Floating on Water
New Jersey water treatment plant uses solar energy to generate power
Aiming to lower energy costs and decrease its carbon footprint, New Jersey American Water, a wholly-owned subsidiary of American Water, is investing in solar technology. Most recently, the company installed solar modules on a reservoir at the Canoe Brook Water Treatment Plant (WTP) in Millburn, N.J. This is the first solar array on the East Coast on a body of water designed to withstand a freeze-thaw environment.
American Water treats, pumps and delivers 1 billion gal of water per day. This takes a substantial amount of energy. The company’s goal is to lower its greenhouse gas emissions per volume of water produced by 16% by the year 2017. A large portion of this reduction will come from increasing pump efficiencies, but 6% is slated to come from increasing use of renewable energy sources in New Jersey.
The Power of the Sun
Solar energy generates electricity without pro- ducing harmful greenhouse gases and produces maximum output at times of peak demand, when electricity is of highest value. Solar energy can be purchased from a third-party supplier or owned outright. After analyzing the rebate incentives, energy cost savings and other factors, New Jersey American Water chose to invest in owning the system.
Canoe Brook WTP lacked the space needed for traditional ground-mounted solar arrays. The plant sits on more than 500 acres of protected land, and only a small portion of the property can be used for construction and operational purposes. With so little space available, a 735-million-gal reservoir nearby was the most viable place to install solar panels.
The 400 solar modules measure 110 ft by 110 ft and rest on a docking station designed to float on the water’s surface. The array will generate 112 kW of direct-current power, which then will be converted to alternating-current power. Annually, the solar field will produce 135,000 kWh per year, or approximately 2% of the plant’s power.
The solar panels are fixed at a 14-degree angle and made specially to endure severe weather conditions (e.g., heavy wind, rain, snow and ice), allowing this pilot project to be monitored for the effectiveness of the solar station during inclement weather changes.
Because the reservoir has a 6- to 9-in.-thick clay liner, the array needed to be secured without penetrating the reservoir lining. The project team designed a unique mooring system that allows it to rise and fall with the water level of the reservoir. A system of elastic bands connects the docking The solar modules measure 110 ft by 110 ft and rest on a docking station designed to float on the 735-milion-gal reservoir’s surface. system to anchors at the bottom of the reservoir, preventing twisting or turning but allowing it to move up and down in response to changes in water level, or laterally as a result of ice. On the underside of the docking system, special connec- tion details are used to attach the elastic bands. The anchors consist of 25 concrete blocks, each weighing 4 tons.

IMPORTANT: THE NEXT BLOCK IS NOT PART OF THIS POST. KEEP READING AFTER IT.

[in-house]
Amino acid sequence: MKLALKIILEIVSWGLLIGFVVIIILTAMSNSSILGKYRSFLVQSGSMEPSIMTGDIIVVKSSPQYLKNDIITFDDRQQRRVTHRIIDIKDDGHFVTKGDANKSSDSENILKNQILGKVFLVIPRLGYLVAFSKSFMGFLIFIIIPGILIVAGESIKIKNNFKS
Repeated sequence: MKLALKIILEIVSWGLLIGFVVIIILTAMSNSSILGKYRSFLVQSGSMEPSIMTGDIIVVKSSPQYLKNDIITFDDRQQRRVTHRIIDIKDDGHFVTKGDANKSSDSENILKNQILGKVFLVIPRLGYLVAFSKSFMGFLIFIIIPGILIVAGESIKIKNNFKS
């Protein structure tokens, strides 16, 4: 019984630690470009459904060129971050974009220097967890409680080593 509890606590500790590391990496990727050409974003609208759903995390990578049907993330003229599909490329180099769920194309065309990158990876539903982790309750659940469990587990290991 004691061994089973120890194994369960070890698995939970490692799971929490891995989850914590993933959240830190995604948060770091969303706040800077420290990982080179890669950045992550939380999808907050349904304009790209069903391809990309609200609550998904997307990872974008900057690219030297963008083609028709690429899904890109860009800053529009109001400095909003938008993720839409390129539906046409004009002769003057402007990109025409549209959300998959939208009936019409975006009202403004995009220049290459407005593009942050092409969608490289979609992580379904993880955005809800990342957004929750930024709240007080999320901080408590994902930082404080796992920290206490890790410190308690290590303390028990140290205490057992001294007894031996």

The project was constructed for about $1.3 million. While tax credits and other inducements are expected to help defray some of the costs, New Jersey American Water has applied for a tax rebate of up to 30% of the total project cost as a result of the federal American Recovery and Reinvestment Act (ARRA) of 2009. Also known as the stimulus package, the ARRA has a progressive clean energy program that provides incentives for alternative power projects. Meanwhile, the state of New Jersey also offers economic incentives for renewable energy projects, which are key for solar projects.
Environmental & Social Benefits
Renewable energy technologies are clean sources of energy that have a significantly lower environmental impact than conventional energy technologies. By producing 135,000 kWh per year, this equivalent energy does not have to be pro- duced by other traditional electric generation, such as equipment fired by coal, natural gas or oil.
Over the next year, New Jersey American Water will be evaluating the performance of the array and the extent of maintenance required. Once the system operates for a year, the company will decide whether to expand the array and, if so, by how much. The system is expected to be essentially mainte- nance free, with monthly inspections planned.
By exploring new ways to use green energy to help power the Canoe Brook WTP and other facilities, the company will generate approximately 3.5 million kWh per year by the power of the sun, which benefits the customers and the company.
Water companies throughout the U.S. would be wise to investigate local incentives for renewable energy and to implement energy-efficiency programs to reduce environmental impacts, energy costs and their future exposure to higher electricity costs. WWD